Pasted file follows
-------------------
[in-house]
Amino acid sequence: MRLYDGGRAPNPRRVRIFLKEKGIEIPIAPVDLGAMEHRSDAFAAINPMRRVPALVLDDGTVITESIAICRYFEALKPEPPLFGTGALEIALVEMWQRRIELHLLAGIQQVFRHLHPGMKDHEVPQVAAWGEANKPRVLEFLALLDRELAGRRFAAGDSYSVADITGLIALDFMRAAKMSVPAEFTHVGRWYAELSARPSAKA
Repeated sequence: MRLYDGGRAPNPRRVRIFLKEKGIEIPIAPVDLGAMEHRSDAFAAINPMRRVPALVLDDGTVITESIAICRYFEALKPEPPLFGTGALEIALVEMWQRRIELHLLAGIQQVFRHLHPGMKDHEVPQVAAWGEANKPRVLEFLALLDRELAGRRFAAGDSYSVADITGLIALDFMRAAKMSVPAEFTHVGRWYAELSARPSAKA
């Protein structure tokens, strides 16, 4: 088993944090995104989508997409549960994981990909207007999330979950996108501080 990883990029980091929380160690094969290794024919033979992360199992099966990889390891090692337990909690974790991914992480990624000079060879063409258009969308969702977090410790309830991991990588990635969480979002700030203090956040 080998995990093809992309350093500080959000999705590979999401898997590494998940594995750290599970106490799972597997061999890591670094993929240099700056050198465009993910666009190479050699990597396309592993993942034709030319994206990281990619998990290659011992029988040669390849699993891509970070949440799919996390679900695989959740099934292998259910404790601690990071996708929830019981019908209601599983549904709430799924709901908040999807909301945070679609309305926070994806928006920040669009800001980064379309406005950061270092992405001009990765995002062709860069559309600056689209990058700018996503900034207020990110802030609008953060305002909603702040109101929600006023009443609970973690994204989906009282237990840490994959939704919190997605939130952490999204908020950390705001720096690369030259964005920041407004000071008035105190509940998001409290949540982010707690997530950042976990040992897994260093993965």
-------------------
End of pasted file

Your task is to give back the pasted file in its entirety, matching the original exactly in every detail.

[in-house]
Amino acid sequence: MRLYDGGRAPNPRRVRIFLKEKGIEIPIAPVDLGAMEHRSDAFAAINPMRRVPALVLDDGTVITESIAICRYFEALKPEPPLFGTGALEIALVEMWQRRIELHLLAGIQQVFRHLHPGMKDHEVPQVAAWGEANKPRVLEFLALLDRELAGRRFAAGDSYSVADITGLIALDFMRAAKMSVPAEFTHVGRWYAELSARPSAKA
Repeated sequence: MRLYDGGRAPNPRRVRIFLKEKGIEIPIAPVDLGAMEHRSDAFAAINPMRRVPALVLDDGTVITESIAICRYFEALKPEPPLFGTGALEIALVEMWQRRIELHLLAGIQQVFRHLHPGMKDHEVPQVAAWGEANKPRVLEFLALLDRELAGRRFAAGDSYSVADITGLIALDFMRAAKMSVPAEFTHVGRWYAELSARPSAKA
């Protein structure tokens, strides 16, 4: 088993944090995104989508997409549960994981990909207007999330979950996108501080 990883990029980091929380160690094969290794024919033979992360199992099966990889390891090692337990909690974790991914992480990624000079060879063409258009969308969702977090410790309830991991990588990635969480979002700030203090956040 080998995990093809992309350093500080959000999705590979999401898997590494998940594995750290599970106490799972597997061999890591670094993929240099700056050198465009993910666009190479050699990597396309592993993942034709030319994206990281990619998990290659011992029988040669390849699993891509970070949440799919996390679900695989959740099934292998259910404790601690990071996708929830019981019908209601599983549904709430799924709901908040999807909301945070679609309305926070994806928006920040669009800001980064379309406005950061270092992405001009990765995002062709860069559309600056689209990058700018996503900034207020990110802030609008953060305002909603702040109101929600006023009443609970973690994204989906009282237990840490994959939704919190997605939130952490999204908020950390705001720096690369030259964005920041407004000071008035105190509940998001409290949540982010707690997530950042976990040992897994260093993965």